In the upcoming auction for control of Channelside Bay Plaza, Port Tampa Bay may have won a slight advantage over other bidders in the form of a key bit of secret information: The names of some rival bidders.
That nugget of intelligence was buried in hundreds of pages of proposed auction rules and criteria filed by bankruptcy lawyers who represent the Irish bank that still holds the mortgage on the shopping and restaurant complex. Ultimately, the auction could help decide the fate of Channelside, and whether the neighborhood overall prospers and becomes fertile ground for dreams of a baseball stadium or other entertainment district.
The port’s governing board earlier this week approved the submission of its own $5.75 million opening bid, and told its representatives to bid whatever it takes to win control of Channelside.
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Lawyers have scheduled a July 2 auction and are asking a court to approve a myriad of bidding rules, several of which will give each side of the bidding battles something to sweat over, according to motions filed by the Irish Bank Resolution Corp.
For instance, Port Tampa Bay has long asserted veto power over any new tenants hoping to move in. All but acknowledging that veto for now, lawyers for the Irish Bank Resolution Corp. say they will share bid information with the port to help smooth the process. That won’t include the dollar amount of preliminary bids that have come in already, and bidders could expressly tell auction managers to withhold their names, but the port may know who they’re up against and rival bidders might not.
Price alone won’t win the day, as rules for the auction follow a tradition in bankruptcy law to consider both the raw dollar amount offered for an asset, but also the “best” bid, or whether bidders have the wherewithal to close a deal and whether their plans will help the asset prosper and avoid bankruptcy again.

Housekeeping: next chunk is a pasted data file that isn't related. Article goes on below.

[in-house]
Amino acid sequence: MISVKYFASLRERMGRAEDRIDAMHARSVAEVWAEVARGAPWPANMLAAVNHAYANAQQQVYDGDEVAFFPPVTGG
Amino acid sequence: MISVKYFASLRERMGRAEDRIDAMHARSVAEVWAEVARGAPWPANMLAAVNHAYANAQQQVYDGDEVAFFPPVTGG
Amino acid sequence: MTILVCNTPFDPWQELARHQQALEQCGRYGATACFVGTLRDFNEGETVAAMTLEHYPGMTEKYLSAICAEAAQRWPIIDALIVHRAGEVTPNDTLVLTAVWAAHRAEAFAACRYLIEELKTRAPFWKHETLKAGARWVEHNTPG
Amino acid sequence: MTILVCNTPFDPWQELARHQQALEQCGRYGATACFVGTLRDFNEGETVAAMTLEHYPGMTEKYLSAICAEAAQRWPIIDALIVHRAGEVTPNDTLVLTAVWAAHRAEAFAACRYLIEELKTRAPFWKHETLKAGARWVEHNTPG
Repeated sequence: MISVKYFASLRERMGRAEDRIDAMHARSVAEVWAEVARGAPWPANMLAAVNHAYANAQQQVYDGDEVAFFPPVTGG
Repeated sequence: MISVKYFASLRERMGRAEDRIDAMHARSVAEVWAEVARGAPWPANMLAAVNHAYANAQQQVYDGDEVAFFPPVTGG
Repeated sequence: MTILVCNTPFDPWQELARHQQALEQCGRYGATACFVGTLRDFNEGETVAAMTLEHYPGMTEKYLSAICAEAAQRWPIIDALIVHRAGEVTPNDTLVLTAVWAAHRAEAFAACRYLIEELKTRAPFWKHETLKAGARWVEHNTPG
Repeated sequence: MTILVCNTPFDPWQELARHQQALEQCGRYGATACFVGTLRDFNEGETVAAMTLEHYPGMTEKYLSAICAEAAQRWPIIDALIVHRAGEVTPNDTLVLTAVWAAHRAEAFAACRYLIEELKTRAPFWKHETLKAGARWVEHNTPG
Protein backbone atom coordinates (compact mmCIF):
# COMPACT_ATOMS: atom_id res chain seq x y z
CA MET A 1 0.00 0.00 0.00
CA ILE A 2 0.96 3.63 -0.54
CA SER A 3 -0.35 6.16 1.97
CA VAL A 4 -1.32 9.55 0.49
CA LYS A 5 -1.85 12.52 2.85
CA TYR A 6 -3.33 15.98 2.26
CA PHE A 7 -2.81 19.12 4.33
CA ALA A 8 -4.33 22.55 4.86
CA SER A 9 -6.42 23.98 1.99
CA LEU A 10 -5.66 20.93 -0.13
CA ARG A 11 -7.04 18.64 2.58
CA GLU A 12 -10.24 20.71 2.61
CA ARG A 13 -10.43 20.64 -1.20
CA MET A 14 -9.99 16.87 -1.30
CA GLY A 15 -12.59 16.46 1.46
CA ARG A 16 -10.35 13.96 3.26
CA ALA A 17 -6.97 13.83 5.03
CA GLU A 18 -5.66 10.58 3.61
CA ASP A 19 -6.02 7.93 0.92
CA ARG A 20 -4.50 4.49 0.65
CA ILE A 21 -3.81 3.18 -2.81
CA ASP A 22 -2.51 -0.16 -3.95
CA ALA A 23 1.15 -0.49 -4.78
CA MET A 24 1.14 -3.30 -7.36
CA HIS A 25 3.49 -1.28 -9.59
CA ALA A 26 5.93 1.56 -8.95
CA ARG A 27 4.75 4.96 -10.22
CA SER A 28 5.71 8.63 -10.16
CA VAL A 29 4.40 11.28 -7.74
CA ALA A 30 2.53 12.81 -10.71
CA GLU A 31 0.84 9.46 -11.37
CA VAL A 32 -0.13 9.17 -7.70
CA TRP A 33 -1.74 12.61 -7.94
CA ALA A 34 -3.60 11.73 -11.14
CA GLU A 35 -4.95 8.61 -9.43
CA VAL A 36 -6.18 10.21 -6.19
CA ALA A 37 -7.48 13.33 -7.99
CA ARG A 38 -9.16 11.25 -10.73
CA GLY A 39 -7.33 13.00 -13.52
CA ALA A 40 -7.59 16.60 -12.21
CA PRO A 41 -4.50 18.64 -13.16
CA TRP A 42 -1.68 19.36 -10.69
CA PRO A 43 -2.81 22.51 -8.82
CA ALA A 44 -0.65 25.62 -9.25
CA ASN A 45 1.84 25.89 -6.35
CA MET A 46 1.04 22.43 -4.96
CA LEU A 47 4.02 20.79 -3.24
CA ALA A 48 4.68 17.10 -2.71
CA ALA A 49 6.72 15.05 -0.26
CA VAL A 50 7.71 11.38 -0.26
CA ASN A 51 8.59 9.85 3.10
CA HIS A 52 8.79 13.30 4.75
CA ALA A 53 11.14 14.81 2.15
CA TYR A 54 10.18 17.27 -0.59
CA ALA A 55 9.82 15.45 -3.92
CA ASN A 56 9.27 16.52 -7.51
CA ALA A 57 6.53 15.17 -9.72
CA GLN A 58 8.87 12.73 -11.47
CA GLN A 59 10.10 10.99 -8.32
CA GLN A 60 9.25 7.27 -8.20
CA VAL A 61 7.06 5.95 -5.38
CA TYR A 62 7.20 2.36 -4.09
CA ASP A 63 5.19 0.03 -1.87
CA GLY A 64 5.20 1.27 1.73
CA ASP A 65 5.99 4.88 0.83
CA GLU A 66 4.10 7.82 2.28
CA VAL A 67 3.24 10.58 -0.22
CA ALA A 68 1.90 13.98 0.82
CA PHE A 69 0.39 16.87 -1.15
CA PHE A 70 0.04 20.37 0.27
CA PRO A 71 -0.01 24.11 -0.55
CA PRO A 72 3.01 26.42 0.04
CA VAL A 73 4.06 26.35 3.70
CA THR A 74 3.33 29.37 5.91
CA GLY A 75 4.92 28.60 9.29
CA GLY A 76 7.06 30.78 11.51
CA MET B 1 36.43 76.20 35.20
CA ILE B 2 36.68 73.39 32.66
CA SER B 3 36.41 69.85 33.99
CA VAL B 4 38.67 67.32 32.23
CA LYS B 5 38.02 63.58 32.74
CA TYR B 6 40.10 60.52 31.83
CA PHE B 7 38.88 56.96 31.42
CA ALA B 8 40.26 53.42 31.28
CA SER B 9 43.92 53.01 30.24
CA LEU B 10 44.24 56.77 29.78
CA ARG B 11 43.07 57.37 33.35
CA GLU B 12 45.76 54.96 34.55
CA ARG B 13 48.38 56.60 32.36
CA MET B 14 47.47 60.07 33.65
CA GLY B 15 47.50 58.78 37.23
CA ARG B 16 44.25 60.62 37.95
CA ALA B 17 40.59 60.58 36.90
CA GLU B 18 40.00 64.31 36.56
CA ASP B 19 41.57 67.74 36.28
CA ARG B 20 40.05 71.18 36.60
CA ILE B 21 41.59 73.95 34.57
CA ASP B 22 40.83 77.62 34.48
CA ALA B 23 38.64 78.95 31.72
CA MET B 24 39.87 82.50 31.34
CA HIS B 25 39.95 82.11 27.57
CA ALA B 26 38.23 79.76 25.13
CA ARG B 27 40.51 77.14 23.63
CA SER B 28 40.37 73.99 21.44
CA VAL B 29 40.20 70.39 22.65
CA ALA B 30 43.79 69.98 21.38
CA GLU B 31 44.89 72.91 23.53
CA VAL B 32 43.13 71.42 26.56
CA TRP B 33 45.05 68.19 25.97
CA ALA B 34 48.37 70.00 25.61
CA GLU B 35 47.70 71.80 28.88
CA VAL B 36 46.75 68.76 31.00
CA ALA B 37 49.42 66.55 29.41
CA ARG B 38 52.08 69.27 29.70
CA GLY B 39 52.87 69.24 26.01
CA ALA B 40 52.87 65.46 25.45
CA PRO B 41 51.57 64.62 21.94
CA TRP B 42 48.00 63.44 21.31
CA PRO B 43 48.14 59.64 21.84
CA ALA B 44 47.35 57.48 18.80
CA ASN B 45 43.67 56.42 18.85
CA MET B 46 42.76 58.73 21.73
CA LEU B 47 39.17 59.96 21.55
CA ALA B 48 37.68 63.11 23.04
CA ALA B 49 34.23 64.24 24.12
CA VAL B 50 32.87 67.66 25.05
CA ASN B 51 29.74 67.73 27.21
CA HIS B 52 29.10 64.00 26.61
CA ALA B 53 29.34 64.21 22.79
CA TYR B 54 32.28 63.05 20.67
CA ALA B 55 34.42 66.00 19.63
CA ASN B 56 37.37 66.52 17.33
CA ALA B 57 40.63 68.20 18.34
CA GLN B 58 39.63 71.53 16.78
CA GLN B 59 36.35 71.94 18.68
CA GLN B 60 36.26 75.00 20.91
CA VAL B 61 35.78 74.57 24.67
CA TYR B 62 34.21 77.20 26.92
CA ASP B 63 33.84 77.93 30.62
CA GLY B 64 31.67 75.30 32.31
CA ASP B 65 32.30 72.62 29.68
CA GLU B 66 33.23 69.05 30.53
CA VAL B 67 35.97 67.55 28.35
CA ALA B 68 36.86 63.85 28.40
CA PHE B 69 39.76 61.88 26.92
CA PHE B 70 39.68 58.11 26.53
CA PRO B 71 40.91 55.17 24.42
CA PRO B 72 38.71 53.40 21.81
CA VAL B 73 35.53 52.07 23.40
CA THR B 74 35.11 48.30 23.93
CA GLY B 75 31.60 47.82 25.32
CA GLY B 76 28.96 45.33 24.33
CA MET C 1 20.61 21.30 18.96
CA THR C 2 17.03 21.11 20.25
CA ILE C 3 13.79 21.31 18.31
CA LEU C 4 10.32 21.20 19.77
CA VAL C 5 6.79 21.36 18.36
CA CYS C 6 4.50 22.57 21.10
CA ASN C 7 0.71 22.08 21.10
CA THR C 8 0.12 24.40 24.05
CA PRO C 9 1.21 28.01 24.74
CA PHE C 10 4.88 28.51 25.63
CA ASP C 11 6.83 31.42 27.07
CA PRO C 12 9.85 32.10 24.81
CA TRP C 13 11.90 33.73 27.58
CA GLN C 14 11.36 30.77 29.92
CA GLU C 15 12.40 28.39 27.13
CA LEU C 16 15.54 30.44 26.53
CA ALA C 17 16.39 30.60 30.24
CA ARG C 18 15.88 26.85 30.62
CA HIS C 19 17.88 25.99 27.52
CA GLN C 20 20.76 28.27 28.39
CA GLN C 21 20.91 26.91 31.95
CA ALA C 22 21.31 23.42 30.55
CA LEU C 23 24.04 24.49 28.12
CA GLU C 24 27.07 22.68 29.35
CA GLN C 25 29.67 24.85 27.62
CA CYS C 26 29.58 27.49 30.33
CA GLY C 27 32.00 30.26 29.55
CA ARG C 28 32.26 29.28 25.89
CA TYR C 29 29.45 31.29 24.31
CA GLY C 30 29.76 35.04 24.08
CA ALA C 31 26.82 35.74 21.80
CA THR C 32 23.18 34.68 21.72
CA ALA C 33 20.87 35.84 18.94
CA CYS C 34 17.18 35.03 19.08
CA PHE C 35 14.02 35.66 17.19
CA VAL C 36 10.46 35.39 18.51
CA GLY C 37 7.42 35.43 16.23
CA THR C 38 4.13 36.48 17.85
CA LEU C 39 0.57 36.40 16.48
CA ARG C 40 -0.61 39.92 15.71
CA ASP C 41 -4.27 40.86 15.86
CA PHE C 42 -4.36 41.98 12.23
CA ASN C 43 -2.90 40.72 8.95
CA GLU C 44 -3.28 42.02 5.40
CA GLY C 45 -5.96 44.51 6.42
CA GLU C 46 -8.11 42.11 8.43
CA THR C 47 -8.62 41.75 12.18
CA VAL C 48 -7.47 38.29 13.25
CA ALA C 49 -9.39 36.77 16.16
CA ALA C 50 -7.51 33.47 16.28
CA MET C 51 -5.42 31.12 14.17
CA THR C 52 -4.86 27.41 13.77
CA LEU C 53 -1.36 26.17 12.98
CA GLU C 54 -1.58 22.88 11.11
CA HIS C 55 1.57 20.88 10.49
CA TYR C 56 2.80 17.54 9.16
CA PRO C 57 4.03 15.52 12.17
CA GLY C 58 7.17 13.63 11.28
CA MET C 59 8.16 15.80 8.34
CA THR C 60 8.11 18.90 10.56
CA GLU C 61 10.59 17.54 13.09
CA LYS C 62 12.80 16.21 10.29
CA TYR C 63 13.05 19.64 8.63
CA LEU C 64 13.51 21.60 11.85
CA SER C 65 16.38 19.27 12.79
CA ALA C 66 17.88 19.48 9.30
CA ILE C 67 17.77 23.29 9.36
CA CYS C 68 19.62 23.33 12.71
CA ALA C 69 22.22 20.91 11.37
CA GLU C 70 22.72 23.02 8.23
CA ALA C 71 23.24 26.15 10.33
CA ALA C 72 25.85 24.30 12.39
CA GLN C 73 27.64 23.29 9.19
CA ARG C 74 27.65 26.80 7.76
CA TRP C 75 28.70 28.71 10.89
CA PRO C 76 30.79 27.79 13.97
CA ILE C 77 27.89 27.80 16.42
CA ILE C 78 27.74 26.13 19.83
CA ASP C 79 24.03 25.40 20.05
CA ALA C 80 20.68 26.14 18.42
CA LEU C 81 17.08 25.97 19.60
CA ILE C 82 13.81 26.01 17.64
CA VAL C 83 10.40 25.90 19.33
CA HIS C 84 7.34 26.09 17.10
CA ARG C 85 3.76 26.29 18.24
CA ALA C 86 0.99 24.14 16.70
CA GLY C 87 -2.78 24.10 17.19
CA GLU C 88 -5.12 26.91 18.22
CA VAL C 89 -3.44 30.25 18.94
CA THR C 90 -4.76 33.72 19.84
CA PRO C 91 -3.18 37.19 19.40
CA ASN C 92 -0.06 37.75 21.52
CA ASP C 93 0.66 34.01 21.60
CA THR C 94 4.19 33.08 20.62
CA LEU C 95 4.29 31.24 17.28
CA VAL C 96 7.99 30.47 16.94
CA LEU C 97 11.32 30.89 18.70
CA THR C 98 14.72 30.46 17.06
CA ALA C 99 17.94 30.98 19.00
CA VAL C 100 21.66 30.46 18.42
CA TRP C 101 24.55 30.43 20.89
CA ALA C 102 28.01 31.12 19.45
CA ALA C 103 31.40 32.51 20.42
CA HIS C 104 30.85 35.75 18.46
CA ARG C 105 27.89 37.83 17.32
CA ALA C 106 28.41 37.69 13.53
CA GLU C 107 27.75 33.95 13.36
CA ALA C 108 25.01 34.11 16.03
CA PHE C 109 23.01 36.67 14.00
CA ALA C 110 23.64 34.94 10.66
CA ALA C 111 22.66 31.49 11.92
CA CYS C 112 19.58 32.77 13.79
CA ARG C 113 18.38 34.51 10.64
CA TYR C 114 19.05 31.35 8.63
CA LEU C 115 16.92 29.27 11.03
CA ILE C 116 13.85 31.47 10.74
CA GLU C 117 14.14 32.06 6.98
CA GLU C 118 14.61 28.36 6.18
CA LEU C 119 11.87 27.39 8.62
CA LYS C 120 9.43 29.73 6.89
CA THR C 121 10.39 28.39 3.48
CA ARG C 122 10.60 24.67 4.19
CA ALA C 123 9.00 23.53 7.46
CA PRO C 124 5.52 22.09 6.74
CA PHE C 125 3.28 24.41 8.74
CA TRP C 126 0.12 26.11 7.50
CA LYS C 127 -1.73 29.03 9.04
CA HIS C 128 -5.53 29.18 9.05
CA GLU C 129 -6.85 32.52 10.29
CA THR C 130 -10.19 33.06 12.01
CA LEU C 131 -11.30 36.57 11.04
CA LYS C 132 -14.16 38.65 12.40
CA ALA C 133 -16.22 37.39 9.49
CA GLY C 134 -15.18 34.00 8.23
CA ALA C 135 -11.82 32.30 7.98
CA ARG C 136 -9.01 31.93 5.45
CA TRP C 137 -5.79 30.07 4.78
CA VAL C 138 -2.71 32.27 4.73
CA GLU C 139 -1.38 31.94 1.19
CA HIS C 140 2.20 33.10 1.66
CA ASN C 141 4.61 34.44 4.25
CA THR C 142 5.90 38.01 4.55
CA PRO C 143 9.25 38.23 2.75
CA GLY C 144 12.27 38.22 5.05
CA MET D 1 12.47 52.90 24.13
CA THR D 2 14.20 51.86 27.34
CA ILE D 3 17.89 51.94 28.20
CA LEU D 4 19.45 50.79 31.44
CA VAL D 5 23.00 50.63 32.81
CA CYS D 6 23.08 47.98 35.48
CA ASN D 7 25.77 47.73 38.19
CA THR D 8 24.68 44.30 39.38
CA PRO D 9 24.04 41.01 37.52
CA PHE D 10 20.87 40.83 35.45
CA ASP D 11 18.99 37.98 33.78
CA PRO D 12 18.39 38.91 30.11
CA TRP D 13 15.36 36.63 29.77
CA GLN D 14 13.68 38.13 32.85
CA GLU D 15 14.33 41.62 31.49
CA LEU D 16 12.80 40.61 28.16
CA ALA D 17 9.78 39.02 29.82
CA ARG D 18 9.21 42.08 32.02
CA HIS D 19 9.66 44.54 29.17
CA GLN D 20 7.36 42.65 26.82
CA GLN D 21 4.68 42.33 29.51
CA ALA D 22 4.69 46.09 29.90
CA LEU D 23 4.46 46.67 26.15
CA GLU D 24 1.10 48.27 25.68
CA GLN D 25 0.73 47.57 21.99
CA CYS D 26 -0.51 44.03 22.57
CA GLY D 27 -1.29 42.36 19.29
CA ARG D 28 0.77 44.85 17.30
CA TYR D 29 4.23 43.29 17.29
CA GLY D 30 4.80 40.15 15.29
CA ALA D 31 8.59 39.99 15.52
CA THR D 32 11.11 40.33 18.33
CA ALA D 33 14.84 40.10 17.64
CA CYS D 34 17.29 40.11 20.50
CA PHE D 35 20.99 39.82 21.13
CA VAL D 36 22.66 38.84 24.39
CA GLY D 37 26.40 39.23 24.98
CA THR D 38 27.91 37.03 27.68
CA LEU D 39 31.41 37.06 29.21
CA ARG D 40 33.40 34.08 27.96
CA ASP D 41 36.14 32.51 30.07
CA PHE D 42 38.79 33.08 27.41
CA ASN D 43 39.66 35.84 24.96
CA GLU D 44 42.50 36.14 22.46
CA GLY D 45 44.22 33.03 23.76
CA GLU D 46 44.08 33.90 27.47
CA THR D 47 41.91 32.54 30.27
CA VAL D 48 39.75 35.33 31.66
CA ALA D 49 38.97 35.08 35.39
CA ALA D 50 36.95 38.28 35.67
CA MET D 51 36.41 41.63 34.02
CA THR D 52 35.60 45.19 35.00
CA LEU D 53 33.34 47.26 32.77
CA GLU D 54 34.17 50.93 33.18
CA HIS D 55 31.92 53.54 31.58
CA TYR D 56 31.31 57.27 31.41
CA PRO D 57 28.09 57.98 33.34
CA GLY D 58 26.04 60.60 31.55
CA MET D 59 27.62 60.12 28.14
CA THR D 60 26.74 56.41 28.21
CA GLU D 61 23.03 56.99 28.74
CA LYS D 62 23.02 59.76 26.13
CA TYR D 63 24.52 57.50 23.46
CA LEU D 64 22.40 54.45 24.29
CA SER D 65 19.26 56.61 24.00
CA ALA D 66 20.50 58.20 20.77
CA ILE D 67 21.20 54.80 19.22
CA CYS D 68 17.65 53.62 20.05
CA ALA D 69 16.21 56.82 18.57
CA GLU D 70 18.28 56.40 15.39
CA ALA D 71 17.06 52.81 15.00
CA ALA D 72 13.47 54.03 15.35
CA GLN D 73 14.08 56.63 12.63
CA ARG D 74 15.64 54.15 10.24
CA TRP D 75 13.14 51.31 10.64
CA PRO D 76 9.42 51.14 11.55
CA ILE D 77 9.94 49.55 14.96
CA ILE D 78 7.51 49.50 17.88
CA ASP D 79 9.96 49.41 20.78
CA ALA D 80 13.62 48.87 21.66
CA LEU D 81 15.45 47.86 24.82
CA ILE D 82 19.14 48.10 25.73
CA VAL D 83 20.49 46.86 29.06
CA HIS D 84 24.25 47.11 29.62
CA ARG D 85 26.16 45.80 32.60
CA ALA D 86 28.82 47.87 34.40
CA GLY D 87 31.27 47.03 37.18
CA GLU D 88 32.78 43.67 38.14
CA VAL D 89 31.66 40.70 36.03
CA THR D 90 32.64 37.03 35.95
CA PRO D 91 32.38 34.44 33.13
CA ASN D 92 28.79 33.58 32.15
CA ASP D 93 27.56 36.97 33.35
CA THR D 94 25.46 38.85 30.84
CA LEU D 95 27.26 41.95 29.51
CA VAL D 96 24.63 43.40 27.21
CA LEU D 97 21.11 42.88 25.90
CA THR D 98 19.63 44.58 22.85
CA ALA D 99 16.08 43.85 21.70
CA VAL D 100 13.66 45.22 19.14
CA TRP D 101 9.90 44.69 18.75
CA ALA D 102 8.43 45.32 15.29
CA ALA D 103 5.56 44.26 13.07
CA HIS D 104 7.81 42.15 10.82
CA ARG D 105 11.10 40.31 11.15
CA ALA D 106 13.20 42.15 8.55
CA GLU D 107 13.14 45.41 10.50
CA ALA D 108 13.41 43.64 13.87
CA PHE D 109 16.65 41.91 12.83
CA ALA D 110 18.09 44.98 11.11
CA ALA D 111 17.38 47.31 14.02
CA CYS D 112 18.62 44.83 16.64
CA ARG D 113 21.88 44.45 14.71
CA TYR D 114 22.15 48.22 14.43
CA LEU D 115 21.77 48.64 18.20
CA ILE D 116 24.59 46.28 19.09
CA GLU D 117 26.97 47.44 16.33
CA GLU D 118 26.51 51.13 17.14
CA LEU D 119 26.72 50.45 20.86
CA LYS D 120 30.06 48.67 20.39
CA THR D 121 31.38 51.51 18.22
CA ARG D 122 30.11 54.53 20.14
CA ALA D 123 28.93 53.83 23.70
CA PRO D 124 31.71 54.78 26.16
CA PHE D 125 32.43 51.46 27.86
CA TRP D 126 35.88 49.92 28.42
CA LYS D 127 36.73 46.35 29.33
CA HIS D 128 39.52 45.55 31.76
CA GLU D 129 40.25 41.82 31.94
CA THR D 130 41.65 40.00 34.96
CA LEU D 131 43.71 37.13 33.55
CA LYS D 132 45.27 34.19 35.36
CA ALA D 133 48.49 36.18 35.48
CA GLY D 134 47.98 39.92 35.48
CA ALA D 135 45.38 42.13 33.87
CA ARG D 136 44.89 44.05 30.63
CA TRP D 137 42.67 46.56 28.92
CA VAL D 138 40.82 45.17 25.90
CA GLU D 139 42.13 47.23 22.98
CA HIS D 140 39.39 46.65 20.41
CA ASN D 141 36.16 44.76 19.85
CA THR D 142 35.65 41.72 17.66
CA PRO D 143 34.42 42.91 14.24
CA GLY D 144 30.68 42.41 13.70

Also, lawyers in the case say the court in theory has the authority to award financial damages to the port relating to the overall deterioration of the property.
Yet, the proposed auction rules give the port something to sweat over, too. Auction managers also say the court has the authority to invalidate the Port’s veto power. And the court could award damages to the combination Liberty Group/Convergent Capital group of investors that tried to buy control of Channelside until the Port spurned that offer. (Though largely dismissed, that lawsuit is still progressing.)
Perhaps evening all this out, auction managers proposed the court award both sides the same amount: Zero dollars.
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For those wondering if all this legal wrangling over Channelside is worth it, auction managers addressed that question too.
If the auction process doesn’t produce a satisfactory result, they want the option to simply walk away or “abandon” any responsibility for Channelside — akin to a homeowner walking away from a mortgage on their house.
As for why the bank would walk away from Channelside, there’s one primary reason. Lawyers for the Irish bank are already trying to wind down roughly 22 billion Euro in loans and assets controlled by the bank and, compared to that, they say the amounts involved in the Channelside issue “are clearly minimal.”
Meanwhile, the property is costing $70,000 a month in costs for rent, insurance, lawyer fees and management fees, according to motions filed in court describing the bidding procedures.
A detailed inspection report on Channelside by the firm of Parsons Brinkeroff Inc. includes dozens of photos of maintenance problems with the site (already disclosed to potential bidders). Other photos show maintenance problems and debris left behind in the now-closed movie theater spaces when that operator closed in September 2012.
The report tallies approximately $6.8 million to $8.1 million in potential maintenance issues. They include a roof and air conditioning equipment that are nearing the end of their life-spans, according to the report. The problems are “not high priority repair items, though they should be addressed in time.”
After the July 2 auction, managers expect to present their results, and the court could schedule a July 15 hearing to sort through all the final issues with Channelside.